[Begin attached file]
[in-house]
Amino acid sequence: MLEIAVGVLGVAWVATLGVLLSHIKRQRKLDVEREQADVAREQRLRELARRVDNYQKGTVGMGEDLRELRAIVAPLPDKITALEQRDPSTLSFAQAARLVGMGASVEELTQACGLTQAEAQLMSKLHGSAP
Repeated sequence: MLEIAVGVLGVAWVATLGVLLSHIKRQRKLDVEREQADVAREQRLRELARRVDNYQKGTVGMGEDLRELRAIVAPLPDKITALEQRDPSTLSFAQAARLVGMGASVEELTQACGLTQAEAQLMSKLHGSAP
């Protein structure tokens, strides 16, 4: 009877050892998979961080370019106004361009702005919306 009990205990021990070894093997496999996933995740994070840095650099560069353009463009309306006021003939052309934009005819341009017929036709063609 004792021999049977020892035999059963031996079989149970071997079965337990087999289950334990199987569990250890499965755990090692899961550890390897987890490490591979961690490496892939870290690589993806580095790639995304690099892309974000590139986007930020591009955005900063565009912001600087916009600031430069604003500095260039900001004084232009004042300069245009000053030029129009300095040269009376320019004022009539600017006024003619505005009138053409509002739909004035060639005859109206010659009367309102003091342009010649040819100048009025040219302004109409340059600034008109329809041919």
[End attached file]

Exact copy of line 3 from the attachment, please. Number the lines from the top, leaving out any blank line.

Repeated sequence: MLEIAVGVLGVAWVATLGVLLSHIKRQRKLDVEREQADVAREQRLRELARRVDNYQKGTVGMGEDLRELRAIVAPLPDKITALEQRDPSTLSFAQAARLVGMGASVEELTQACGLTQAEAQLMSKLHGSAP